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Monday, December 8, 2014

Truer than the truth

“The thing about a story is that you dream it as you tell it, hoping that others might then dream along with you, and in this way memory and imagination and language combine to make spirits in the head. There is the illusion of aliveness.” – Tim O’Brien

I’ve always felt a kinship with Tim O’Brien.  We are nearly the same age; we were both Midwesterners; and we were both U.S. Army Infantry veterans – although there’s little doubt that his experiences, particularly in the Vietnam War, were much more intense than my own.

A key attribute in O'Brien's work is his relationship between fiction and reality.  While it is fiction, his work contains many details his real-life experiences. It’s a common literary technique, but his approach brings the writing to life in a way that blurs the lines between fact and fiction.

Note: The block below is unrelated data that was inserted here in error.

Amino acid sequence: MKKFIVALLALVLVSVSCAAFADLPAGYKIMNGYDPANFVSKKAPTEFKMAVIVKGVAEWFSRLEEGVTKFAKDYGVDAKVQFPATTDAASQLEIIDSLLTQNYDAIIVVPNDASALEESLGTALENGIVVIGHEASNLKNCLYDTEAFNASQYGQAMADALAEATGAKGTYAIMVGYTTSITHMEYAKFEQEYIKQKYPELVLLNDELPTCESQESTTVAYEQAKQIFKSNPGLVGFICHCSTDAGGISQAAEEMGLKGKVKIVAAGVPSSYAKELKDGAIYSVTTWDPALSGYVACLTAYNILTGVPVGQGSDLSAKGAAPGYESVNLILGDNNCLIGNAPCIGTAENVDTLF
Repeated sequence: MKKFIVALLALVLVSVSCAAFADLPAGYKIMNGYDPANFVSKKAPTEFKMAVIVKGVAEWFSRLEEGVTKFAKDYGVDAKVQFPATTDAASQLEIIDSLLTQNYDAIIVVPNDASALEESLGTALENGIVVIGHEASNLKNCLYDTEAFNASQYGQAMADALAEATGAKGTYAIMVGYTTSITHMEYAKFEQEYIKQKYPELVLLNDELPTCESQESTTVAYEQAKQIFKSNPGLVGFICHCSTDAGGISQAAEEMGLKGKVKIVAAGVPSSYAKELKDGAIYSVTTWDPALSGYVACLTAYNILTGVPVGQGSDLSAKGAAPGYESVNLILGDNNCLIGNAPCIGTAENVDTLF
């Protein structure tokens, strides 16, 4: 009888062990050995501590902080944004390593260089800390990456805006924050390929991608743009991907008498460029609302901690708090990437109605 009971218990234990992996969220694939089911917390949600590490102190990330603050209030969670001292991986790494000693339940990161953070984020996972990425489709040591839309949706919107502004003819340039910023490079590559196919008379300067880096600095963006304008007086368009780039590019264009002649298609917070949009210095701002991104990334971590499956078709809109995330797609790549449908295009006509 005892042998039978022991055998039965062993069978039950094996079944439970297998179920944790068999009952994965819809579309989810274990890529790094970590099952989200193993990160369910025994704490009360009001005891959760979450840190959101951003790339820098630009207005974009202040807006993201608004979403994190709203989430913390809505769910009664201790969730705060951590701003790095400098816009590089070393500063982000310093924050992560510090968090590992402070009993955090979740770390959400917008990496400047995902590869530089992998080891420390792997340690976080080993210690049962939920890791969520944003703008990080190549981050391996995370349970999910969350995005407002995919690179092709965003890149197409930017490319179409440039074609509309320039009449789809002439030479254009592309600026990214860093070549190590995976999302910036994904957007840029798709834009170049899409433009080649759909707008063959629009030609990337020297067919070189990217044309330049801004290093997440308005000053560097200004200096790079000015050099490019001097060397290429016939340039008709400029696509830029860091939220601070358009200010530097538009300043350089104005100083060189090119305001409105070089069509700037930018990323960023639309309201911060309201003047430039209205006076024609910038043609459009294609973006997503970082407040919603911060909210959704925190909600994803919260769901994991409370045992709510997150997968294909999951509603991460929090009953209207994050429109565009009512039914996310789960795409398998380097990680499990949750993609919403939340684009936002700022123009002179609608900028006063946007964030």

"My story-truth is sometimes truer than my happening-truth," O'Brien said.   And that's probably because "story truth" is emotional truth; thus the feeling created can seem far truer than what results from just reading the facts.

 Tim O’Brien

Writers of historical fiction often must “imagine” themselves in the place and time they are writing so that they can, in turn, put together the story that will not only be based on real events, but also will provide a good tale for their readers.  It’s a technique I highly commend and definitely a key component in what makes up writers’ moments.  And, if you want to see it done in a masterful way, read O’Brien. Better yet, read his masterpiece The Things They Carried.  You won’t be disappointed.

Happy writing!

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